West Coasters waiting for their COVID-19 vaccine booster shot don’t have many more pages of their calendar to turn.
COVID-19 booster doses are underway for the West Coast’s vulnerable and at-risk residents, including First Nations as well as long-term care and assisted living residents.
The general population is expected to begin receiving booking invitations for their booster shots in January, according to Tofino mayor Dan Law.
“If you’ve got your two vaccine doses already, then you do not reach out to Island Health at all, they will reach out to you with the contact information that they have on file,” Law told the Westerly News, adding that the booster shots will be done by appointment only. “Island Health is going to reach out to everybody and invite them to get a booster dose when it’s suitable.”
The West Coast received community-wide vaccination clinics for second doses in June and walk-in clinics are ongoing.
Law urges anyone eligible to be vaccinated that has not yet received their first or second shot to take advantage of their town’s next clinic. Walk-in vaccination clinics for first and second doses will be held at the Ucluelet Community Centre on Nov. 24 from 9:30 a.m. to 3:30 p.m. and the next clinic in Tofino is scheduled for Nov. 17 from 9 a.m. to 3:45 p.m at the Coastal Family Place, 265 First Street.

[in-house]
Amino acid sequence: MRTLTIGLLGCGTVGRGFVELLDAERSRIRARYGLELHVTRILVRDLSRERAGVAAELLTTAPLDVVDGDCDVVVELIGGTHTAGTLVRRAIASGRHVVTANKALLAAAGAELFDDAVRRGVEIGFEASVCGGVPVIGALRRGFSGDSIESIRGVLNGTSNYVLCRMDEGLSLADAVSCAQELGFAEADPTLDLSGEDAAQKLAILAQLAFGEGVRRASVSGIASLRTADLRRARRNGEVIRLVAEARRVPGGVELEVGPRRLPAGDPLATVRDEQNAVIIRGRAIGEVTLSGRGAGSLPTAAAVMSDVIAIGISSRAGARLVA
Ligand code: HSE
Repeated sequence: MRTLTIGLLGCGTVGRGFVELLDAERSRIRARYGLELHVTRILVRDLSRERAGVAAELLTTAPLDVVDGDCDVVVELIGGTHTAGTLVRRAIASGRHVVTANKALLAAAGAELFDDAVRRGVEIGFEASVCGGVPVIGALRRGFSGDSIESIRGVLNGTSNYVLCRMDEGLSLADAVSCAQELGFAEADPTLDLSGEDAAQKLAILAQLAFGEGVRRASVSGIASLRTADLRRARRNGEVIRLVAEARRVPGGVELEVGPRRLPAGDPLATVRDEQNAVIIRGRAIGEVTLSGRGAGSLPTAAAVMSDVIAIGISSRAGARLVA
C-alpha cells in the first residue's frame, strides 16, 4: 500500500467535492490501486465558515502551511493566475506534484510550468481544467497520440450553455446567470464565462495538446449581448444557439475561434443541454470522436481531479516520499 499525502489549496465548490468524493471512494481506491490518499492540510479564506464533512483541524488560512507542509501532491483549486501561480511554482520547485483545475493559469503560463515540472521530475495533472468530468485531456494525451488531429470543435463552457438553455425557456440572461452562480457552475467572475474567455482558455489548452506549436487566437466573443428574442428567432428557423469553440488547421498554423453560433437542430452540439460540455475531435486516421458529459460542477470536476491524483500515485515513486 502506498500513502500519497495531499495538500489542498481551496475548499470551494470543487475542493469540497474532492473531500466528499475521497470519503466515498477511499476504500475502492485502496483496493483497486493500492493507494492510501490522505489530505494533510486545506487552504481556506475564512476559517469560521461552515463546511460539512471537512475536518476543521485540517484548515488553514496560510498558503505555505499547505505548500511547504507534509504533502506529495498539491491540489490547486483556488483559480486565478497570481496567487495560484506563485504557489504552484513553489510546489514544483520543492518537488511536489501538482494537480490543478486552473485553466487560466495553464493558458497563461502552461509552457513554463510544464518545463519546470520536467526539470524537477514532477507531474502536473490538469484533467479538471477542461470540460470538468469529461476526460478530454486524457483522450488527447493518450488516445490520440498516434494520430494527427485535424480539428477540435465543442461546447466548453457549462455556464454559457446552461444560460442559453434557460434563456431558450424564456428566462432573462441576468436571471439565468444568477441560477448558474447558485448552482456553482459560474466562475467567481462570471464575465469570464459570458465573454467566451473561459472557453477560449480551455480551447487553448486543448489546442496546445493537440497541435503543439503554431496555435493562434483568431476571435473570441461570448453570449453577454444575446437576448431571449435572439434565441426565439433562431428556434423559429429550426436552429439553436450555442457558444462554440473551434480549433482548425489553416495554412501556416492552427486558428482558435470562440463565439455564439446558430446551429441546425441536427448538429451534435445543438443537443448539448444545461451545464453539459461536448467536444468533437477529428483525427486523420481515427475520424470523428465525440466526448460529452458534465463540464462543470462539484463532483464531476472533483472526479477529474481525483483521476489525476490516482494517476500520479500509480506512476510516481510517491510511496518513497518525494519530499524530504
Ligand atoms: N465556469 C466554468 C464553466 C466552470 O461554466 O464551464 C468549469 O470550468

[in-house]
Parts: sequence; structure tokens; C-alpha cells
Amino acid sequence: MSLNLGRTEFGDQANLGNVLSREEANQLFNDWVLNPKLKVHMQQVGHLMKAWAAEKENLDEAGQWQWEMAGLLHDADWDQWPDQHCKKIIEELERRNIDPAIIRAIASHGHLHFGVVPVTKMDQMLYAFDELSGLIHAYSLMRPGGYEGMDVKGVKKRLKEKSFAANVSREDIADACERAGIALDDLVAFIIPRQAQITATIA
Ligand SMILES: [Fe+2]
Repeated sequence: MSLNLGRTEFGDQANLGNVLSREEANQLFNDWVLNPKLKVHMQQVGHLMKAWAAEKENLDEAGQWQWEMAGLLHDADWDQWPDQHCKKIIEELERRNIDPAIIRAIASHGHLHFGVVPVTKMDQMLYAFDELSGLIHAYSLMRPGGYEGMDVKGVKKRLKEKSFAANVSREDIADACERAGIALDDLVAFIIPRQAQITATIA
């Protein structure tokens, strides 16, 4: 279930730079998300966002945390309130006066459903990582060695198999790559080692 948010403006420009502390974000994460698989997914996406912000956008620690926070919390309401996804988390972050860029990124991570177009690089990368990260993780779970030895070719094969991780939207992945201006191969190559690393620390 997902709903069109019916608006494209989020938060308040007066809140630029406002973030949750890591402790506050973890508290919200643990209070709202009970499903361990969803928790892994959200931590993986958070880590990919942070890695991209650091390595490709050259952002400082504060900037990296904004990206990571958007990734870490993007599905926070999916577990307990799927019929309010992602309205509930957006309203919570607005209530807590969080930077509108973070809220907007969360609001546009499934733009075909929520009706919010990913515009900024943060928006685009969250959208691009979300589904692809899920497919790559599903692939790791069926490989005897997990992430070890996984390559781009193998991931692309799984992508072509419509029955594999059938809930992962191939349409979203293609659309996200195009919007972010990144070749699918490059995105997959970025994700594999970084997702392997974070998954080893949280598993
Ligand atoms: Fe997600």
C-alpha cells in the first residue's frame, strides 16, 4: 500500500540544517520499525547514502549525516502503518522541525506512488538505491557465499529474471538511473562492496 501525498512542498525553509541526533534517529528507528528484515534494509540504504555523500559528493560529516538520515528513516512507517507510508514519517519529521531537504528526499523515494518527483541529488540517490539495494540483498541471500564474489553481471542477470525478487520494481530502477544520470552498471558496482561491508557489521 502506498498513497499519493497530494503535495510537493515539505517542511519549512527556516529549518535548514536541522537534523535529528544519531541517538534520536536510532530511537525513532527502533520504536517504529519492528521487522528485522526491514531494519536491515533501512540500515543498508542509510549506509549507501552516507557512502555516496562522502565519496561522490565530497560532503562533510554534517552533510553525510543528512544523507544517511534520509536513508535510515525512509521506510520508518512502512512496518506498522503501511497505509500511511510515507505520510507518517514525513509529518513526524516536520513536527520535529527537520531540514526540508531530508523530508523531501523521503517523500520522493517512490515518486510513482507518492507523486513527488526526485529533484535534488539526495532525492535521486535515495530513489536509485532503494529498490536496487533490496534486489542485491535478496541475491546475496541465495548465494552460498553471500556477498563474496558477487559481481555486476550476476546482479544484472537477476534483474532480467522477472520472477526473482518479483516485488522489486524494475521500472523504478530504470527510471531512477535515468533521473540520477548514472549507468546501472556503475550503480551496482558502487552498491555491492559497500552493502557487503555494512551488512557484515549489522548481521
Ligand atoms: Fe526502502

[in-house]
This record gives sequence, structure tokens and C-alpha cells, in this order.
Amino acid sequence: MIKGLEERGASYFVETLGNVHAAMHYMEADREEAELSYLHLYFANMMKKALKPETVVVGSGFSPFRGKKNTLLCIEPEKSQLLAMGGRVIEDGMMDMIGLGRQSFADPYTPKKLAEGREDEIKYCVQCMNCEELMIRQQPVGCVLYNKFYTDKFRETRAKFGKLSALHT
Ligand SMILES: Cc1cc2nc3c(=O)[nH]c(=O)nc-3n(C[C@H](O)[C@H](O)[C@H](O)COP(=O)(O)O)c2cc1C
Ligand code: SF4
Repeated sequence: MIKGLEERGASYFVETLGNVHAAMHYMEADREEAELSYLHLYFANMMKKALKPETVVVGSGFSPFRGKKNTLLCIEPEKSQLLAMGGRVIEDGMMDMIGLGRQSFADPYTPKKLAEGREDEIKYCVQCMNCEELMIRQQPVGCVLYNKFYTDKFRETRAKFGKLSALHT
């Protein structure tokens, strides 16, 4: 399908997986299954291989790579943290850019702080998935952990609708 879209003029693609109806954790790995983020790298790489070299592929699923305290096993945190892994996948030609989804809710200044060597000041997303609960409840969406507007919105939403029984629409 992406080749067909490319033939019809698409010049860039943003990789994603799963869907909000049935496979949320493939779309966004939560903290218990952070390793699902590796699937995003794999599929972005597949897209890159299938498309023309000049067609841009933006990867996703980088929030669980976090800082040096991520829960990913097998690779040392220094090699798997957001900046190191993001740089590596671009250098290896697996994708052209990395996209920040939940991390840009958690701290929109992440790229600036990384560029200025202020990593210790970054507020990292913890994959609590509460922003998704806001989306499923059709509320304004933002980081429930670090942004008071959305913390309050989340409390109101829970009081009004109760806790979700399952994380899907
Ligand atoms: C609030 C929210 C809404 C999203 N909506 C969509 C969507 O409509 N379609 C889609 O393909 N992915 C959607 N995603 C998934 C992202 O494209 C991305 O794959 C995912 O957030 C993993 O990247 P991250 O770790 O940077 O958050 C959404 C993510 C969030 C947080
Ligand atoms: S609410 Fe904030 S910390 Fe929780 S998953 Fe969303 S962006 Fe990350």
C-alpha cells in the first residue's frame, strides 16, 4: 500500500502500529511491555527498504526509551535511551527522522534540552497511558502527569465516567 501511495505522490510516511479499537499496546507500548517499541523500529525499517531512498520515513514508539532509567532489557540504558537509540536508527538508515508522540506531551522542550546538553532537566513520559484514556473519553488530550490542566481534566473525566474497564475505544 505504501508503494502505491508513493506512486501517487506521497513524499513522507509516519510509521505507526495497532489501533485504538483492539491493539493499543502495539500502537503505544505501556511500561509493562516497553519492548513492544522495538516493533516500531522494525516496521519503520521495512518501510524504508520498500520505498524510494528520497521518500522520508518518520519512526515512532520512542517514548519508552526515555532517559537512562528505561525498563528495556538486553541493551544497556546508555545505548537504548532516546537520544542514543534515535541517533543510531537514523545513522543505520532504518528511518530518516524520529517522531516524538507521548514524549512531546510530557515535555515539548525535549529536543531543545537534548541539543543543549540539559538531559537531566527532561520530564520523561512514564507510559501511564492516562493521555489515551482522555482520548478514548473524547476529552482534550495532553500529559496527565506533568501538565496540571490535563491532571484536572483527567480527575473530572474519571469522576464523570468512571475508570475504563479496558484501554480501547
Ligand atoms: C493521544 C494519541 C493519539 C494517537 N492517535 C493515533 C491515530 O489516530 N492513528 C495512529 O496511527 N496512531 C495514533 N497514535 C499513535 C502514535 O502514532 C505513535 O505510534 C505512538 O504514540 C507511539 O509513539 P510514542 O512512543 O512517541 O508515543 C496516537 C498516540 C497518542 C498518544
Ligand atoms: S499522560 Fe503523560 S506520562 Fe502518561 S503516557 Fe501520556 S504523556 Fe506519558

“Compared to fully vaccinated people, those who are unvaccinated are nine times more likely to test positive for COVID-19, 43 times more likely to go to the hospital and 36 times more likely to die from COVID-19,” he said. “The vaccines are saving lives. The only way to combat this pandemic is through widespread vaccinations. We can’t have lockdowns, we can’t have restrictions on movement for very long without larger and significant impacts to social life and the economy. Ultimately, you get the vaccine because it reduces the chance of severe disease and mortality and it saves lives.”
He said it’s unlikely that COVID-19 will ever be completely eradicated, but added that he’s been impressed by the speed that health officials have tackled the pandemic.
“The great thing is the remarkable advances in vaccine science and production. One of the things that’s come out of COVID-19 is a tremendous leap ahead in science. The ability to understand a disease, map the gene and create a vaccine to combat it is lightyears ahead of where it was three years ago,” he said. “To me, one of the lights at the end of the tunnel is that the new vaccine technology is just so remarkable and effective and I think what will happen is that it will spill over into other diseases that we’ve been fighting for many years. This vaccine technology will actually help countries across the world combat other diseases much more efficiently, faster and better.”